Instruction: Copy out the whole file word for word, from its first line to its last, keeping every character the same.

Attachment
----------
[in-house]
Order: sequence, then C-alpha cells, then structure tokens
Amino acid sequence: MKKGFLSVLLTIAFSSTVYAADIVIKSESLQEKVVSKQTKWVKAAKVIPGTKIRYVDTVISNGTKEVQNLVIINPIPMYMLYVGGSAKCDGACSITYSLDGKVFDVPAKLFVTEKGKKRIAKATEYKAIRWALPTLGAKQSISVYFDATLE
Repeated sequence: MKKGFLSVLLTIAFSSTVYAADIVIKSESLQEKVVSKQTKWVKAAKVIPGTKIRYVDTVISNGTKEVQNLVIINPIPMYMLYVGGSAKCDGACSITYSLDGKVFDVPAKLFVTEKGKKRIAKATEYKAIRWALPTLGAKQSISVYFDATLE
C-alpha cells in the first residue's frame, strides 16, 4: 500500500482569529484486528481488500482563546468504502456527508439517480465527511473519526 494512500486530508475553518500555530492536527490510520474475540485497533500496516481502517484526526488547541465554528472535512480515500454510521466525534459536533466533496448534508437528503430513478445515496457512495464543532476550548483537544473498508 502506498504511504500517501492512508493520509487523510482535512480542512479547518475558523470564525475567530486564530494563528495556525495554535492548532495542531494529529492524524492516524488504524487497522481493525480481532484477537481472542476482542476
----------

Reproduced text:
[in-house]
Order: sequence, then C-alpha cells, then structure tokens
Amino acid sequence: MKKGFLSVLLTIAFSSTVYAADIVIKSESLQEKVVSKQTKWVKAAKVIPGTKIRYVDTVISNGTKEVQNLVIINPIPMYMLYVGGSAKCDGACSITYSLDGKVFDVPAKLFVTEKGKKRIAKATEYKAIRWALPTLGAKQSISVYFDATLE
Repeated sequence: MKKGFLSVLLTIAFSSTVYAADIVIKSESLQEKVVSKQTKWVKAAKVIPGTKIRYVDTVISNGTKEVQNLVIINPIPMYMLYVGGSAKCDGACSITYSLDGKVFDVPAKLFVTEKGKKRIAKATEYKAIRWALPTLGAKQSISVYFDATLE
C-alpha cells in the first residue's frame, strides 16, 4: 500500500482569529484486528481488500482563546468504502456527508439517480465527511473519526 494512500486530508475553518500555530492536527490510520474475540485497533500496516481502517484526526488547541465554528472535512480515500454510521466525534459536533466533496448534508437528503430513478445515496457512495464543532476550548483537544473498508 502506498504511504500517501492512508493520509487523510482535512480542512479547518475558523470564525475567530486564530494563528495556525495554535492548532495542531494529529492524524492516524488504524487497522481493525480481532484477537481472542476482542476